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Student JAMA
January 7, 2004

Unclaimed Bodies at the Anatomy Table

JAMA. 2004;291(1):122-123. doi:10.1001/jama.291.1.122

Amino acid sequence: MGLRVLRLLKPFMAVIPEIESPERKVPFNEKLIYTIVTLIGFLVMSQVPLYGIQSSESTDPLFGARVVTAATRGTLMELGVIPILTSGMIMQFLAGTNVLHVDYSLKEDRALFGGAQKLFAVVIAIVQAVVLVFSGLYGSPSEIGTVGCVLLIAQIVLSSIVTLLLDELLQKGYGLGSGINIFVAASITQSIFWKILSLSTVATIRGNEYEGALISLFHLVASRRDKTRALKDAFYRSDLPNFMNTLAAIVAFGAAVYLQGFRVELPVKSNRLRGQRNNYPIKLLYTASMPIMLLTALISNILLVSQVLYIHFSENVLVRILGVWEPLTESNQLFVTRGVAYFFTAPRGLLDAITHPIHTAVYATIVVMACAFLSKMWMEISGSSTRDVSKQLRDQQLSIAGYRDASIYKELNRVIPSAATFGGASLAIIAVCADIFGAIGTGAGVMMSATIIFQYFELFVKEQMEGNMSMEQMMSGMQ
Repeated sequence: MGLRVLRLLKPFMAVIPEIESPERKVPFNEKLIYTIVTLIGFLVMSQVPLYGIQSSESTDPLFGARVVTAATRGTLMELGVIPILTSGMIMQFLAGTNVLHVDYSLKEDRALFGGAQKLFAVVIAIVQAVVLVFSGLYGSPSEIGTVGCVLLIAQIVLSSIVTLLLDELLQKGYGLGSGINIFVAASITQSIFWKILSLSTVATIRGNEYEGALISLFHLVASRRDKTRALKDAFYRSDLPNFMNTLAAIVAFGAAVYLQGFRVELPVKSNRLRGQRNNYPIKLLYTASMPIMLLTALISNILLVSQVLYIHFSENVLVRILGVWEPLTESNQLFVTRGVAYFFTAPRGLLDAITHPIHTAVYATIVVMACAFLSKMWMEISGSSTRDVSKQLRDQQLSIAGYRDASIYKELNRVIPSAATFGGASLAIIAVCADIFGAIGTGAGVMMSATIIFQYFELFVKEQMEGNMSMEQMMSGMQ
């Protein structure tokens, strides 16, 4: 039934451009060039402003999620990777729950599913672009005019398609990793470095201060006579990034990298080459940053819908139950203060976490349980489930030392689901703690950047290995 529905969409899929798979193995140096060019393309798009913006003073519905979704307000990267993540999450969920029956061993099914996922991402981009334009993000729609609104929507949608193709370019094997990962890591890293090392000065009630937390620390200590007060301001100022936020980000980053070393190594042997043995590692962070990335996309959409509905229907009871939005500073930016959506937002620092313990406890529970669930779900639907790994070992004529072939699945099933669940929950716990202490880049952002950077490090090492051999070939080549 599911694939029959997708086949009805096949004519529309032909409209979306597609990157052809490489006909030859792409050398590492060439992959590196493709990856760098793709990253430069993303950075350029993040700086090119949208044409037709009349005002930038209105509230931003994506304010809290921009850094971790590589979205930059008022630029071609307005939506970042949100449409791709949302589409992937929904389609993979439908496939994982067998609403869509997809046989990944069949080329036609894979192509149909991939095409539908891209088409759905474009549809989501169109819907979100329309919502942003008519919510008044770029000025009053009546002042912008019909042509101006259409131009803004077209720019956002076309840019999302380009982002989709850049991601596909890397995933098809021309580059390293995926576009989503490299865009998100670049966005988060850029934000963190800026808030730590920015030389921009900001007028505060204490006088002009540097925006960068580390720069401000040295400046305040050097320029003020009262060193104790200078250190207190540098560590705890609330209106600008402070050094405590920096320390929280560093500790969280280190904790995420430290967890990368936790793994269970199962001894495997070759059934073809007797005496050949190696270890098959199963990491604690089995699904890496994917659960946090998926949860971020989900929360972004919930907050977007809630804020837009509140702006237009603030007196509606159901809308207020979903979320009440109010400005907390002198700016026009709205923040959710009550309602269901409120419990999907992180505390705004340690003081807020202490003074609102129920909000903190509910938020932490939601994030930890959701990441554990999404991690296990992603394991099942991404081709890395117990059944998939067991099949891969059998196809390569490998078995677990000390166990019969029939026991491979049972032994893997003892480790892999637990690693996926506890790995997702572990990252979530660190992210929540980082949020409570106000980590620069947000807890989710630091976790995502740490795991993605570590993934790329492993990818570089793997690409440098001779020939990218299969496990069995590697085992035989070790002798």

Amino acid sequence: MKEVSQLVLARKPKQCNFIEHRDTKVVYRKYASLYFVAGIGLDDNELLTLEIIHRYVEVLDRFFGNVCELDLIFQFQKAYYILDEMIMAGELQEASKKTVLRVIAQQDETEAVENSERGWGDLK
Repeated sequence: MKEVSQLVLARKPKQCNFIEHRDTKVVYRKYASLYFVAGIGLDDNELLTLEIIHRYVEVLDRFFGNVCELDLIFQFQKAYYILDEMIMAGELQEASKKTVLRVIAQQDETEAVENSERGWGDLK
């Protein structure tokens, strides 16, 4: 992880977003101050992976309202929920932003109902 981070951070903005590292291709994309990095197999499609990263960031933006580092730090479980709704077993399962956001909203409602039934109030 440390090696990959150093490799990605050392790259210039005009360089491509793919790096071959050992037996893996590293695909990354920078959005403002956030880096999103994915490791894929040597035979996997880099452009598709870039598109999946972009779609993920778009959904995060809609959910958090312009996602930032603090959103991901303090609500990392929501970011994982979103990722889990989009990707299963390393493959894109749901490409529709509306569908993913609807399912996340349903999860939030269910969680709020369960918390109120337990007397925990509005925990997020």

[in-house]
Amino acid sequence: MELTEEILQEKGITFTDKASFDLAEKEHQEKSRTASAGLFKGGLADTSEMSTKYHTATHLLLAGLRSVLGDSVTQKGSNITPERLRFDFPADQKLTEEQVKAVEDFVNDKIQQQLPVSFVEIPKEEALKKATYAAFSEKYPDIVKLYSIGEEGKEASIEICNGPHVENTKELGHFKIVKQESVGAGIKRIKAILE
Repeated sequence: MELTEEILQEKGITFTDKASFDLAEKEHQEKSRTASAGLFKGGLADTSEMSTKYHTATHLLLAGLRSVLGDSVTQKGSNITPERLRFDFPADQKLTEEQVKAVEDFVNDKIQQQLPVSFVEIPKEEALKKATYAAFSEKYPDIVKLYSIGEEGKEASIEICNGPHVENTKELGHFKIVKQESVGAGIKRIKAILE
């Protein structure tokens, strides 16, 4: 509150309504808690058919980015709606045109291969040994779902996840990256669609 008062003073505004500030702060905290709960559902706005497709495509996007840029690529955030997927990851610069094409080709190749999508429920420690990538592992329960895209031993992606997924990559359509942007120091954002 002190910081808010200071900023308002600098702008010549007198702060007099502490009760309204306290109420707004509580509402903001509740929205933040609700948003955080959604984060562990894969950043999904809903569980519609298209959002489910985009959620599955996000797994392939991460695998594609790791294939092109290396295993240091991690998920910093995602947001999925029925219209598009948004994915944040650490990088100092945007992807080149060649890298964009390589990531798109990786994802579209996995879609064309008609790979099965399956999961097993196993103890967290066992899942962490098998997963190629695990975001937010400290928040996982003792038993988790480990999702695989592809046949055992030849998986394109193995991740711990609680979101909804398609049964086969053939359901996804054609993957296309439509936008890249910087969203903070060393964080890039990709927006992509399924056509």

Although no studies have conclusively demonstrated that anatomical dissection is necessary to future clinical abilities, use of cadavers to teach anatomy has long been deemed essential to medical education. In an 1824 Lancet aal described by Shultz,1 Thomas Wakely wrote, "If dead bodies can not be procured, it will be impossible for the pupils to learn anatomy, and without anatomy, neither surgeons nor physicians can practice with the least prospect of benefiting their patients." Procuring cadavers from willing donors has never been easy, however; accounts of early medical instruction dwell on the prisons, grave robberies, and pauper murders that often supplied early American anatomy labs. Two hundred years later, with regulations forbidding the sale of human bodies and programs encouraging people to donate their bodies to medical science, anatomy departments receive little criticism. However, unclaimed bodies are still the source of cadavers in anatomy laboratories at about 20% of US and Canadian medical schools.2

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